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Knee Surg Sports Traumatol Arthrosc. 2013 Apr;21(4):830-8. doi: 10.1007/s00167-012-2024-4. Epub 2012 May 3.

Comparison of femoral tunnel length between transportal and retrograde reaming outside-in techniques in anterior cruciate ligament reconstruction.

Author information

1
Department of Orthopedic Surgery, Korea University College of Medicine, Guro Hospital, Seoul, Korea.

Abstract

PURPOSE:

To evaluate the accuracy of intraoperative femoral tunnel length measurement and to compare this between the transportal (TP) and outside-in (OI) techniques for double-bundle (DB) anterior cruciate ligament (ACL) reconstruction.

METHODS:

Eighty patients underwent a DB ACL reconstruction using either the TP or the OI technique. The participants were randomized to either a TP group (I, 40 cases) or a OI group (II, 40 cases). The intraoperatively measured femoral tunnel length was recorded, and the postoperative femoral tunnel length was measured using computed tomography with OsiriX(®) imaging software.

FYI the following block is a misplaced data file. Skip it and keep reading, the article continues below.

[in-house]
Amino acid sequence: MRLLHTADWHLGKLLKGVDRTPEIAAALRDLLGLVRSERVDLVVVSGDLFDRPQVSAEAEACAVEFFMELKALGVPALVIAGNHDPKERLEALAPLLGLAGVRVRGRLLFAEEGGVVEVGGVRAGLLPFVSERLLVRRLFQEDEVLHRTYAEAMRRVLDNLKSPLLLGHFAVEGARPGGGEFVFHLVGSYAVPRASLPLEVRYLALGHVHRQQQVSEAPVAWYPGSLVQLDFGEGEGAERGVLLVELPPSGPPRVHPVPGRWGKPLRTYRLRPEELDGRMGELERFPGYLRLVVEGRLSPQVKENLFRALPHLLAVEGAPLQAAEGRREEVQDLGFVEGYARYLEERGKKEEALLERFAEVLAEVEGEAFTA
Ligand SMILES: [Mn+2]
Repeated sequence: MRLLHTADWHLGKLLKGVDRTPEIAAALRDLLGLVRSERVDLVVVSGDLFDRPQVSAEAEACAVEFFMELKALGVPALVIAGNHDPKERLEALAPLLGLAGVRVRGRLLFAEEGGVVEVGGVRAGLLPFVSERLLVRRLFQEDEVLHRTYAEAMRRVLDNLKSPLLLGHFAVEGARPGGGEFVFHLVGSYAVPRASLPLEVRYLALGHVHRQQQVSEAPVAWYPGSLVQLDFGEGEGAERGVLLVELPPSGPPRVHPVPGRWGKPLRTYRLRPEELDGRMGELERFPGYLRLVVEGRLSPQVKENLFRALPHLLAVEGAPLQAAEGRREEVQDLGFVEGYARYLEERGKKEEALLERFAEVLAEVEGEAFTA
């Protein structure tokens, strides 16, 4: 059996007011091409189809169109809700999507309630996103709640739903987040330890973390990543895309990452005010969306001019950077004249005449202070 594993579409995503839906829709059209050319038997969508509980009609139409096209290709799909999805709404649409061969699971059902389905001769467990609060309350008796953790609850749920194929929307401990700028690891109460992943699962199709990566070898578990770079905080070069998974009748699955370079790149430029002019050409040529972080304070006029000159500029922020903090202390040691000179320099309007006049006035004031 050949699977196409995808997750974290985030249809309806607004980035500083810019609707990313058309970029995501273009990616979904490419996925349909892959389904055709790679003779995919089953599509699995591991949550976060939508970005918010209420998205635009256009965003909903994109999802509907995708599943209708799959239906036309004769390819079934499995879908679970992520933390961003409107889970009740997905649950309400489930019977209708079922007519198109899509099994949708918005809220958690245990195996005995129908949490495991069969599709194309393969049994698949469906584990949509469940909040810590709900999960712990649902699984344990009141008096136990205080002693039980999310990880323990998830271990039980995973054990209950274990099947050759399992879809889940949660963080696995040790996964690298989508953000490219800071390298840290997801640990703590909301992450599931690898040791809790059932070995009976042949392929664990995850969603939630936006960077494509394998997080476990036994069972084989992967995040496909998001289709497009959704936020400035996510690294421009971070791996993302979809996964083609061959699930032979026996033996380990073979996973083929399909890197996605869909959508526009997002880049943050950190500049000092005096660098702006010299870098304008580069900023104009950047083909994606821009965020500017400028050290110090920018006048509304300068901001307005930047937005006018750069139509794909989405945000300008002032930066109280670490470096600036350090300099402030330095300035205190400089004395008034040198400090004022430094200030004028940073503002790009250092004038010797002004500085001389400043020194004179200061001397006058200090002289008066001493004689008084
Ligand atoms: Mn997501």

RESULTS:

The mean femoral tunnel lengths measured intraoperatively in Group II (38.9 ± 3.0 mm for anteromedial [AM], 39.3 ± 3.4 mm for posterolateral [PL]) were significantly longer than those of Group I (34.8 ± 2.7 mm for AM, 36.0 ± 3.2 mm for PL) (P < 0.001). The mean AM femoral tunnel length measured postoperatively in Group II (33.3 ± 3.8 mm) was significantly longer than that in Group I (31.1 ± 2.9 mm) (P = 0.006). The mean intraoperatively measured femoral tunnel length was significantly longer than that measured postoperatively in Groups I and II (P < 0.001).

CONCLUSION:

After anatomic DB ACL reconstruction, the femoral tunnel length of the OI technique measured intraoperatively (AM/PL) and postoperatively (AM) was longer than those of the TP technique. The femoral tunnel length measured intraoperatively was longer than that measured postoperatively in both TP and OI technique. This study may help surgeons to measure femoral tunnel length accurately in anatomic DB ACL reconstruction with suspensory fixation device.

PMID:
22552615
DOI:
10.1007/s00167-012-2024-4
[Indexed for MEDLINE]

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